Edmund White’s “The Beautiful Room is Empty” is another story set in Midwest America during the 1950s. At the start of the story, we are introduced to the seventeen year old narrator who is a student at Eton Boarding School. It is a copycat Eton across the street somewhere in the remote reaches of the Midwest with no relation to the real Ivy League school. The students from the two institutions hardly mingle until the narrator decides to make the crossing and be different. He meets an artistic student named Maria and wishes he could fall in love and not be gay. At that time the most heinous crimes in the States were heroin, communism and homosexuality. In nearby Detroit, William Everett is a cock crazy maniacal law student who likes them beer can thick but short. There is also the bookseller Tex and his unpaid clerk Mason, Lou the narrators lover and another maniac named Sean who can go so insane he is unable to control himself. The narrator then tells of the summer following his freshman year at University when his business minded and humorless father tried to get the gay out of him by torturing him with a flood of yard work.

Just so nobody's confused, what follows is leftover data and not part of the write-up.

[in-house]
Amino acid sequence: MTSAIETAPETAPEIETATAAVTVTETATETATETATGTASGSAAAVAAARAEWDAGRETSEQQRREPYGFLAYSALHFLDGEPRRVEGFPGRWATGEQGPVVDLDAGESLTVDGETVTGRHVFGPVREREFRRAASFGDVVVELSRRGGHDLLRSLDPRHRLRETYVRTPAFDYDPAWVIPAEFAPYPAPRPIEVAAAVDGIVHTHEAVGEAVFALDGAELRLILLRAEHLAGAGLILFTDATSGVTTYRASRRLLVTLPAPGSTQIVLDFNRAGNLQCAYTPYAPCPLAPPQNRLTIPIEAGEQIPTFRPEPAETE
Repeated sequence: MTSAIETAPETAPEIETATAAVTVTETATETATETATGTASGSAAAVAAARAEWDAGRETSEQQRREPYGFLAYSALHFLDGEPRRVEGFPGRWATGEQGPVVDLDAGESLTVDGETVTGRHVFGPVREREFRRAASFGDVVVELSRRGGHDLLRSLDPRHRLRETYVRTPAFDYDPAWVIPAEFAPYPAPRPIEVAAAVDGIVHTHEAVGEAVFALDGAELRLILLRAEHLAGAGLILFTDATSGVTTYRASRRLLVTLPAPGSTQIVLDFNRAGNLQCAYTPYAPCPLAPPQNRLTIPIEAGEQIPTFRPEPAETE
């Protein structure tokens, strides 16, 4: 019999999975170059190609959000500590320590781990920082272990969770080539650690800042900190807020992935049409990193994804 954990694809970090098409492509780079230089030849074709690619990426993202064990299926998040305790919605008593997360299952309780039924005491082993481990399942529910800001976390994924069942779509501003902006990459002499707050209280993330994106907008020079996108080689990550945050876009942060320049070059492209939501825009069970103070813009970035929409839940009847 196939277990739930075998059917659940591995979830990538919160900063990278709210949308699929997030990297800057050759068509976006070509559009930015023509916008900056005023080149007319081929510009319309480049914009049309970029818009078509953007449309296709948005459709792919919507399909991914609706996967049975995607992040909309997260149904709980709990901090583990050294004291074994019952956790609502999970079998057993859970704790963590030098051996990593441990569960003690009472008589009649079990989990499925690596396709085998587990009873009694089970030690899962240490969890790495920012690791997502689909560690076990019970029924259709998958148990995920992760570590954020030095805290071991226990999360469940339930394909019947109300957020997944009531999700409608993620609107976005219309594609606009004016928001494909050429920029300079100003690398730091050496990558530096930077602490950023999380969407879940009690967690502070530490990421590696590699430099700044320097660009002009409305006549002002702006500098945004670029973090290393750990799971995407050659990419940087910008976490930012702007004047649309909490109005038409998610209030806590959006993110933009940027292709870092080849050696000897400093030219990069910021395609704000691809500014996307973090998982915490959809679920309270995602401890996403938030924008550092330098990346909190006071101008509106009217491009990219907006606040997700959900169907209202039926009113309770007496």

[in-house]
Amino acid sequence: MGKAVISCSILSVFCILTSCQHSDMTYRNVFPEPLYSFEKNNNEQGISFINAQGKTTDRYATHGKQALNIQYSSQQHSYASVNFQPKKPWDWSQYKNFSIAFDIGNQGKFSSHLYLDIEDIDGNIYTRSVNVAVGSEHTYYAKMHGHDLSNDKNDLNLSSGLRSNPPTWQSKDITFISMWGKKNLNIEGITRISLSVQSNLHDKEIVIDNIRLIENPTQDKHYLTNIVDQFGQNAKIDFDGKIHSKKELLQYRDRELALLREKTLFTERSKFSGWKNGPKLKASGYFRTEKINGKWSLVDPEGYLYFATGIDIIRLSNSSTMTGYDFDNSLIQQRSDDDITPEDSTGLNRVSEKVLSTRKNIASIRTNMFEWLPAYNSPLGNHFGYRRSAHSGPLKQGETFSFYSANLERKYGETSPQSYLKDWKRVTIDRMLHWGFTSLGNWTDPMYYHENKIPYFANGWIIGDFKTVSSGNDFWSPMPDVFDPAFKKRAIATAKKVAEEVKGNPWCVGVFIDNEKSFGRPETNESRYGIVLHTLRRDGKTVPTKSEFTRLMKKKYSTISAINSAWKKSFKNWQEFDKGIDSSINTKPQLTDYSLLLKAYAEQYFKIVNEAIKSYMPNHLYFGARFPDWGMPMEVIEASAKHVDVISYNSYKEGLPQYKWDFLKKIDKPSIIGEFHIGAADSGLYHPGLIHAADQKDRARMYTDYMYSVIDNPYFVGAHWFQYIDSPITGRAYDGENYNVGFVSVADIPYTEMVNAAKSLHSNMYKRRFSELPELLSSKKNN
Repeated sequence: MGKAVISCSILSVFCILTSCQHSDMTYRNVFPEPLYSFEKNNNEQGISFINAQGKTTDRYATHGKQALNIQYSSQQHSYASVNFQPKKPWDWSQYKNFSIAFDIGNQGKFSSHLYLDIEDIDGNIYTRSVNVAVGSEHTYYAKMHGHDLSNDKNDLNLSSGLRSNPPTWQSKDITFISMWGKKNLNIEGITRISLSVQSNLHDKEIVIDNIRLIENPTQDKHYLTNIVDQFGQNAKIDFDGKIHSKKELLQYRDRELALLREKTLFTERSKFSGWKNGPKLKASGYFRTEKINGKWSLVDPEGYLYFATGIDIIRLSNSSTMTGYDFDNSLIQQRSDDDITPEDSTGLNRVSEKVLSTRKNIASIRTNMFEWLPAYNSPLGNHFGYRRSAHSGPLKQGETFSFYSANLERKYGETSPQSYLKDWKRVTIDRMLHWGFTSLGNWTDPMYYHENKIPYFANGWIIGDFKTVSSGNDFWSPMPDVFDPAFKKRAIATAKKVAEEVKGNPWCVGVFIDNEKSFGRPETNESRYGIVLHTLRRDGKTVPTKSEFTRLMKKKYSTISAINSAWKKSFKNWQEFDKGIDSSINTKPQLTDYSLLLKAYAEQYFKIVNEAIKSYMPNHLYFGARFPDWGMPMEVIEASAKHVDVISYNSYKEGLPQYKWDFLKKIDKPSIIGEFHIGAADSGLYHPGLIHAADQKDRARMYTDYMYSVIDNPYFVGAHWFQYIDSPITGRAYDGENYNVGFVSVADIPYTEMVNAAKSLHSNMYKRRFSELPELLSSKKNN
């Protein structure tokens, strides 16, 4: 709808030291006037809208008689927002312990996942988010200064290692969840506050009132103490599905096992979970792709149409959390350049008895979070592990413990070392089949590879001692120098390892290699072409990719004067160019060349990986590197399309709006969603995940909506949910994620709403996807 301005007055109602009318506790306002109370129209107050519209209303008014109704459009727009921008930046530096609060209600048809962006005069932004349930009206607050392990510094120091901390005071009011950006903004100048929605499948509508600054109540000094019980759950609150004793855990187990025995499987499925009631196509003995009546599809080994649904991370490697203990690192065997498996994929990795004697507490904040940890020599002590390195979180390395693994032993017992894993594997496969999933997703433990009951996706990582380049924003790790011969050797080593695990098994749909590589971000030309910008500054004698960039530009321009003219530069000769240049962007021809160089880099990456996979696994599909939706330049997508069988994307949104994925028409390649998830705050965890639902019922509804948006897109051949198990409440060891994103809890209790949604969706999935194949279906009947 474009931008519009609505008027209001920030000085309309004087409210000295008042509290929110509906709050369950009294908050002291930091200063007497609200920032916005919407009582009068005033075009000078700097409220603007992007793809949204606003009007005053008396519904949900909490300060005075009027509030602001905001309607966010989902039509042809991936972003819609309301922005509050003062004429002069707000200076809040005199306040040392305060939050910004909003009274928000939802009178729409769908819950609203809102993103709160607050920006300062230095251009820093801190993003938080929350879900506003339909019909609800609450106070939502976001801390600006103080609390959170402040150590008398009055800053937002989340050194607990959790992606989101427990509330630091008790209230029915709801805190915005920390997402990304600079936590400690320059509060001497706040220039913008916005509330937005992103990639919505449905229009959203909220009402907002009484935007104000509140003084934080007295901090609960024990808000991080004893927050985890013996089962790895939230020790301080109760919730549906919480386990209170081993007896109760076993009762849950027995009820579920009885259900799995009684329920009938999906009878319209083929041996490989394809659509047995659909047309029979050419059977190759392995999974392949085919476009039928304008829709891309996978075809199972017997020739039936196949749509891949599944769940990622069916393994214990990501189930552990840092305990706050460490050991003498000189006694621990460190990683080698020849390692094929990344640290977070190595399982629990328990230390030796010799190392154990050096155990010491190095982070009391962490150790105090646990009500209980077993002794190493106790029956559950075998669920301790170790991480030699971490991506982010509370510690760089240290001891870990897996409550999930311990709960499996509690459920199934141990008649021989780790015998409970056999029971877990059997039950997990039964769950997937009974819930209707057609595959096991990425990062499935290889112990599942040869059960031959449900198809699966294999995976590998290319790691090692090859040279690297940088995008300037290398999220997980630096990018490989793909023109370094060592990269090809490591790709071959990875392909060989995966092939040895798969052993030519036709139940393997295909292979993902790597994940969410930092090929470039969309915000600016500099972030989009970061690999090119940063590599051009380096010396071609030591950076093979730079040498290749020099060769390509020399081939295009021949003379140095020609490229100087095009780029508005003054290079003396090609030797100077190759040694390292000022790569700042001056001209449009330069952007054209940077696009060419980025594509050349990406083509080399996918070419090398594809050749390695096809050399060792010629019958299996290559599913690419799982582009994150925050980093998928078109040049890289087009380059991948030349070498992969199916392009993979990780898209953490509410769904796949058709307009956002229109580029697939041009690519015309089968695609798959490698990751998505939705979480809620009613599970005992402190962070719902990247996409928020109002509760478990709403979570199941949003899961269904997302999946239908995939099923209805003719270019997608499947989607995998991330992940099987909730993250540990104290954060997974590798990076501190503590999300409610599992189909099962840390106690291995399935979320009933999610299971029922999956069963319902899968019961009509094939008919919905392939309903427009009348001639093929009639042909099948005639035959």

“The Farewell Symphony” by Edmund White tells of a man that outlived most of his peers. It is six months since his lover died and he goes on a quest for remembrance that tells of his struggle towards finding a career in authorship and how hard it was to live as a gay man. Set in the 1960 with a timeline to the modern day, it is a conversational and witty story that transports us to moments of hilarity in the Paris Salons to the erotic scenes in the backstage of clubs in New York to the American Midwest where moments of family truth abound. On the journey is a breathtaking account of near misses, personal connections that slowly but surely paints a picture of loss and love, and genuine friendship that results in an unforgettable experience of a dying man. As the story takes us across space, time and society, the story of the lead grows to impact that of an entire generation. It is an elegiac but sublimely funny story full of incisive social observation yet infused with deeply felt compassion and wisdom. It is a wholly original and stunning panorama of gay lifestyles over the past three decades that is certainly the crowning achievement for Edmund White.